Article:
California recently passed Assembly Bill 5: a bill designed to reduce companies’ abilities to take advantage of contract workers. The bill was written in response to the growing number of independent workers making their money from the gig economy, including Lyft and Uber drivers.
Since it’s conception, AB 5 has caused controversy. Companies see it as a risk to their profit margins, some independent contractors demand basic benefits, and some independent contractors fear for their livelihoods. The bill excludes some professions, including doctors and psychiatrists due to their generally high incomes, and targets employers who are failing to provide those working for them with the basic necessities for living in California. It requires that employers who hire contractors for the amount of work an employee should be doing to hire them as employees.
By transitioning contract workers into employees, employers would have to provide more substantial wages, protections, and benefits. This would increase the cost of labor for many employers, leading to Uber and Lyft spending over $100 million to get a ballot measure on the 2020 ballot to oppose the bill. The rideshare companies are worried, and rightfully so, that the new law requiring them to recognize all of their drivers as employees will severely lower profits. The companies say that the new measures will force them to implement driver schedules, raise rates, and reduce the freedom of their drivers.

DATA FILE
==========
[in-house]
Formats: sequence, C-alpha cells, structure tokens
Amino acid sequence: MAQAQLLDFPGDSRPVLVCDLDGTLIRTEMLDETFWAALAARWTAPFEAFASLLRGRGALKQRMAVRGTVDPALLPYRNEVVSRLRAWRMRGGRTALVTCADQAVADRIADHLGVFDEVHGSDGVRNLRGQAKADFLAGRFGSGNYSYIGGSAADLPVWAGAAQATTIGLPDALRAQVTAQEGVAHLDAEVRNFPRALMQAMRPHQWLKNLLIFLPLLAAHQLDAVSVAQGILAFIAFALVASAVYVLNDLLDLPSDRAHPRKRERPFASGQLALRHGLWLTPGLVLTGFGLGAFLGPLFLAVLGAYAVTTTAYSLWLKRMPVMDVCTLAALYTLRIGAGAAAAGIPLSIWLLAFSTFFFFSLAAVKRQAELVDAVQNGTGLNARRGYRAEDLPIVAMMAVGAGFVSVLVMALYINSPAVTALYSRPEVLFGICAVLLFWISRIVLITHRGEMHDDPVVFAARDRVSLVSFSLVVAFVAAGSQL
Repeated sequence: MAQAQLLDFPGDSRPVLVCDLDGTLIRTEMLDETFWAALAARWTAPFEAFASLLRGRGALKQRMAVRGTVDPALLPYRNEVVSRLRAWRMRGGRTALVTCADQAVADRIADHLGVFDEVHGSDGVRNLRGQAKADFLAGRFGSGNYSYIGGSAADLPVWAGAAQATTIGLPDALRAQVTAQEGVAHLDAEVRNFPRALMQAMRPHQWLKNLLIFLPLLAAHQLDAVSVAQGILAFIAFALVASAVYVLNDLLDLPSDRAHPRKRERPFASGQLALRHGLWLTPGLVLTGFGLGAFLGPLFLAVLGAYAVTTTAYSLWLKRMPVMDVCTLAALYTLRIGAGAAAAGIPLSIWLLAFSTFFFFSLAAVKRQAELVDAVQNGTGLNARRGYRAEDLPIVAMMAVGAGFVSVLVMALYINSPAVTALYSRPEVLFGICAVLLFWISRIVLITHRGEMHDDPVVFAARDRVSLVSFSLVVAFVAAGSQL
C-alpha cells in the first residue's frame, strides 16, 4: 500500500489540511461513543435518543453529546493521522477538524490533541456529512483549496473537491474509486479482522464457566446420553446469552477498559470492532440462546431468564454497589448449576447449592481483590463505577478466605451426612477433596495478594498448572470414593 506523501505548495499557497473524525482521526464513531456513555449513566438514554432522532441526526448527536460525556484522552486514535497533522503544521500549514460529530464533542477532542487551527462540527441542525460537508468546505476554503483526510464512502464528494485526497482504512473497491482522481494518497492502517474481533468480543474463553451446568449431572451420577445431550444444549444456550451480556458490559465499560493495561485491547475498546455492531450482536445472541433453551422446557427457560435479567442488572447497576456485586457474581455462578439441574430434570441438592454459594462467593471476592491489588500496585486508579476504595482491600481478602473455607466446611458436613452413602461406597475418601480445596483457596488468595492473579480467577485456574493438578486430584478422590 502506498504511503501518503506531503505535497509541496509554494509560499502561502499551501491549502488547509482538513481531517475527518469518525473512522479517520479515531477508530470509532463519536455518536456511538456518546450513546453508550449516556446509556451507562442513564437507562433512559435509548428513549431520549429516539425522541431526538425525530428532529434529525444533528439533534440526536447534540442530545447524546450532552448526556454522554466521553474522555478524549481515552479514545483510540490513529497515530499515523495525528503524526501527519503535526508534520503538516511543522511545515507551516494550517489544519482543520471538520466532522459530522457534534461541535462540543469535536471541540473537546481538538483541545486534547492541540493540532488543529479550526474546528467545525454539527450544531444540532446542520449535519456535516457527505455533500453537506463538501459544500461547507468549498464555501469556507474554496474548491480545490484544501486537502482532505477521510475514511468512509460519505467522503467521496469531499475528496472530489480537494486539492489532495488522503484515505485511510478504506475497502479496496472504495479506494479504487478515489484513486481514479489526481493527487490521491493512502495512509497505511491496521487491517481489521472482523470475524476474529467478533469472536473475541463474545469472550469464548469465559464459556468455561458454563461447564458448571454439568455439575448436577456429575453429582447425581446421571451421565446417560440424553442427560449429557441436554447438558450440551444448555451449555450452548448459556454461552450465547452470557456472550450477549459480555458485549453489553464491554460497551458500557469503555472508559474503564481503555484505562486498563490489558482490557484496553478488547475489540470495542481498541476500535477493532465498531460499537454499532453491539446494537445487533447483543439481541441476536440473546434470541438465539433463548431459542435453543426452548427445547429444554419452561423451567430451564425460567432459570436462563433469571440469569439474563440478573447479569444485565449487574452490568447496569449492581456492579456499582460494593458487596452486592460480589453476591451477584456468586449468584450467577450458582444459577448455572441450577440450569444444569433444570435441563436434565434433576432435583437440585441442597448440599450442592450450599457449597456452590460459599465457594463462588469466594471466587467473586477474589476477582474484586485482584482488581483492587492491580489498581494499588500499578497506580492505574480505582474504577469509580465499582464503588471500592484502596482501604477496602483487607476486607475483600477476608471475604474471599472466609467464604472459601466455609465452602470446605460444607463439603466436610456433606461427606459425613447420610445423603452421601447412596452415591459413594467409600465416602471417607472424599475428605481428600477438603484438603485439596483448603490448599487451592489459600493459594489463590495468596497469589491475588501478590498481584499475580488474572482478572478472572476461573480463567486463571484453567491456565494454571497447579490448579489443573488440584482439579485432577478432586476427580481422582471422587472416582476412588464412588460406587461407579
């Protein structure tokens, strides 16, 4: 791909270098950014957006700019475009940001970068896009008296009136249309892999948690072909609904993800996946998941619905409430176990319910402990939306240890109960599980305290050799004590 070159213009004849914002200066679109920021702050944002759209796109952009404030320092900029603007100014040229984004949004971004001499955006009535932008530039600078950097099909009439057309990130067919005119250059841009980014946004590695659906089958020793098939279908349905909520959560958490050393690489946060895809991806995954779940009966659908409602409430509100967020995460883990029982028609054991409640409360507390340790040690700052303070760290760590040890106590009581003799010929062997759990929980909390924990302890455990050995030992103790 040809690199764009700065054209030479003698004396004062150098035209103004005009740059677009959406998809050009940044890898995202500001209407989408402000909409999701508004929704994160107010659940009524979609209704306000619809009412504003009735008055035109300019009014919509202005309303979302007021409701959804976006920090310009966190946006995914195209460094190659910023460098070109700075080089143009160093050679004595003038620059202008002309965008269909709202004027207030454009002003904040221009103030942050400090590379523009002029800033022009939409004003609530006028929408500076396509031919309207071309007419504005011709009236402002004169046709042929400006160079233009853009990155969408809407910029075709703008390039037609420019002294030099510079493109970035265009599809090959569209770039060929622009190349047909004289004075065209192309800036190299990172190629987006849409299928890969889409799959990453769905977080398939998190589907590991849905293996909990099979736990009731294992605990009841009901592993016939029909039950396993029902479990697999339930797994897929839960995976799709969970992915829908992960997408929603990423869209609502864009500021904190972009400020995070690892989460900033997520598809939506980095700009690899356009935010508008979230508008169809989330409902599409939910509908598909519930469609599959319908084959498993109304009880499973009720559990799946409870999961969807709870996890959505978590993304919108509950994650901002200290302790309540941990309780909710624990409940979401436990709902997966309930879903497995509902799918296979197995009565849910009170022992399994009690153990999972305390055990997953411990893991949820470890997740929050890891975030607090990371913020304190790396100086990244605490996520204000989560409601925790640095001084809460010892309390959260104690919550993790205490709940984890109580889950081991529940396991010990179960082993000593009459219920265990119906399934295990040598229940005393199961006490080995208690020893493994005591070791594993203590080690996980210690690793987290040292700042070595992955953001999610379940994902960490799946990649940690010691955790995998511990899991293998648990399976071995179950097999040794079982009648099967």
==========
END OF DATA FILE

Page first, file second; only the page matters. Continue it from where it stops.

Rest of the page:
This is true. What’s also true is that contract workers are often taken advantage of, with employers going with the cheaper worker rather than hiring an employee and the benefits that go along with it.
The problem arises when companies now see out-of-state freelance workers as a cheaper alternative to California freelancers. This largely affects industries including construction, writing, and graphic design. Independent contractors are already feeling the pressure from the new restrictions and companies are unwilling to hire them. This is more a reflection of employers’ unwillingness to provide their workers with sufficient contracts than workers demanding too high of benefits or legislators trying to punish employers.
AB 5 won’t go into effect until January 1st, 2020. Until then we won’t know it’s full effect and how companies will respond to the new laws.
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